Perthguy Well-Known Member

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    I have done my own settlement in Perth, so I have been to one. The answer is, very little. The parties literally turn up at the same time and exchange cheques. They don't even look at them to make sure they are for the right amounts! :eek: All the actual work goes on beforehand.
     
  10. Blacky

    Blacky Well-Known Member

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    Doesn't surprise me. The person "attending settlement" is usually one of the lowest paid in the office.
    I figured it was a checklist of what they needed to take with them, and a checklist of what they needed to take out with them. The details of which are mostly meaningless.

    Also one person will often attend to about 5 settlements a day - sometimes more. So clearly not very onerus.

    Still - would be interesting to see it once.

    Blacky
     
  11. Chilliblue

    Chilliblue Well-Known Member

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    Settlements are now done electronically
     
  12. Perthguy

    Perthguy Well-Known Member

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    Really? All of them?
     
  13. Chilliblue

    Chilliblue Well-Known Member

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    Only the important ones :D
     
  14. Fargo

    Fargo Well-Known Member

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    I just give the contract to the conveyancer to read, sign it, and about 2 days before settlement transfer the money from my bank account into the nominated bank accounts, then pick up the keys from the conveyancer when convenient. Its inconvenient and expensive using bank cheques. I have been using direct deposits since 2008. I am surprised bank cheques are still used.
     
  15. Perthguy

    Perthguy Well-Known Member

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    I've never been given the option of an electronic settlement. Paying fees for bank cheques annoys me every time I settle. Even my last refinance that settled earlier this year was not done electronically @Chilliblue. I didn't need a settlement agent for that one, so I couldn't order an electronic settlement. It was just between 2 banks and they still used cheques. It's a bit stupid really.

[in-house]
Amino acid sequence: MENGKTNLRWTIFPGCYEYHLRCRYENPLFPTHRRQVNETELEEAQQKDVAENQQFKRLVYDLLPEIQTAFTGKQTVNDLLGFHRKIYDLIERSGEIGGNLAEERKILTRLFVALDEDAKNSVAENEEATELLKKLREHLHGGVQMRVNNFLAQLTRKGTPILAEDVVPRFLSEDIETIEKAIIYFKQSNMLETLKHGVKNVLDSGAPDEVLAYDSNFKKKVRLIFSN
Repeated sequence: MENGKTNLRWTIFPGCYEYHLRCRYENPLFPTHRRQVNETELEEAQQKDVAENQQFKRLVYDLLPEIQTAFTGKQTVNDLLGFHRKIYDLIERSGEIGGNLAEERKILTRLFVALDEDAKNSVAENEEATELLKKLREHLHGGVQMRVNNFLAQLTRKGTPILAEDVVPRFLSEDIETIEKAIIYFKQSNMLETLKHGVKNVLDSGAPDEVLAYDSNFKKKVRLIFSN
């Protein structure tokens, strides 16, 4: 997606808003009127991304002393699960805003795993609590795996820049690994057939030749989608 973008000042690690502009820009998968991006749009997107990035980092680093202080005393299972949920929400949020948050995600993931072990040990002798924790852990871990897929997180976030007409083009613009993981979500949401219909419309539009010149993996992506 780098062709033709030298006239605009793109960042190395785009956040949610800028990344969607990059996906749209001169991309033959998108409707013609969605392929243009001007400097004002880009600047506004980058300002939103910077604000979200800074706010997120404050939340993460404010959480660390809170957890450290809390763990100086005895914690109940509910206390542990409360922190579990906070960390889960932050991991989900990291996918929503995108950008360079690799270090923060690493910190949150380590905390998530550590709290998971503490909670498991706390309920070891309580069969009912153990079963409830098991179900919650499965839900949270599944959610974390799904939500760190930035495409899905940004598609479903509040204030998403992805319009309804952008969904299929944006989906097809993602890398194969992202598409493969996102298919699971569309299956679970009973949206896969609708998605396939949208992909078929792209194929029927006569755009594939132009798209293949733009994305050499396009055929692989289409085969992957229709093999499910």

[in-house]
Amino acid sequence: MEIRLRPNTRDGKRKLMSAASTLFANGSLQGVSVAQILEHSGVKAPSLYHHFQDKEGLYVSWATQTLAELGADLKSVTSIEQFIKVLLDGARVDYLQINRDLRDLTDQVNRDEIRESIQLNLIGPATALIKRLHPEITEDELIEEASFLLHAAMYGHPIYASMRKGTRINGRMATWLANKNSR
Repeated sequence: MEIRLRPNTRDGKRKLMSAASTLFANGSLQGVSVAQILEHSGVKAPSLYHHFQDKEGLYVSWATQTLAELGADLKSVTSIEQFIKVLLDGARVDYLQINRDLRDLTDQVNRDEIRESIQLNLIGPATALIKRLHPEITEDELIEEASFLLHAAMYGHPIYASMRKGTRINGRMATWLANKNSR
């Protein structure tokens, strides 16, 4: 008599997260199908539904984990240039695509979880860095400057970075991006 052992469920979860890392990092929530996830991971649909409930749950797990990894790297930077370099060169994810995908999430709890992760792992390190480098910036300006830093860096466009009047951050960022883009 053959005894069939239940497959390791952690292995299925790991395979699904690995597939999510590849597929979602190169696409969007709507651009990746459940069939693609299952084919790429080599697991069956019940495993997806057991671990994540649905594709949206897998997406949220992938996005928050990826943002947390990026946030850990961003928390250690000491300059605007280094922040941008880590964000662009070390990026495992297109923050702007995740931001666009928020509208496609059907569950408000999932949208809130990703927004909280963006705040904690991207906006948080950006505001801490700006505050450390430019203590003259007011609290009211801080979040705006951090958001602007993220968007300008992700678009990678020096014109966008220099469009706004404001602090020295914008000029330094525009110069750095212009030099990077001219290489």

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  16. WattleIdo

    WattleIdo renovating Premium Member

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    My guess is it's the set-in-their-ways solicitors holding things up a bit? Some, not all.
     
  17. legallyblonde

    legallyblonde Well-Known Member

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    I should probably post this in the tight arse thread... But I wanted a large amount of cash out once.. I called and told the bank ahead of time.. then when I got there the teller said "why don't you just get a bank check", I said I was on a tight budget... Then guess who walked out of their with a free bank cheque =)
     
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  18. legallyblonde

    legallyblonde Well-Known Member

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    From memory.. my lawyer sent me a bill pre settlement about all the monies I owed.. I just paid them in a bank transfer before settlement.
     
  19. jaybean

    jaybean Well-Known Member

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    Is electronic conveyancing something a governing body is steering everyone towards, or is it more like "here's another option use it if you want" and hence will take forever to get there?
     
  20. Perthguy

    Perthguy Well-Known Member

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    Looks like the State Governments are on board rolling it out. I guess getting all the systems in place first then winding back the paper based services.

    https://www.pexa.com.au/news/article/wa-electronic-property-transactions-expanded/237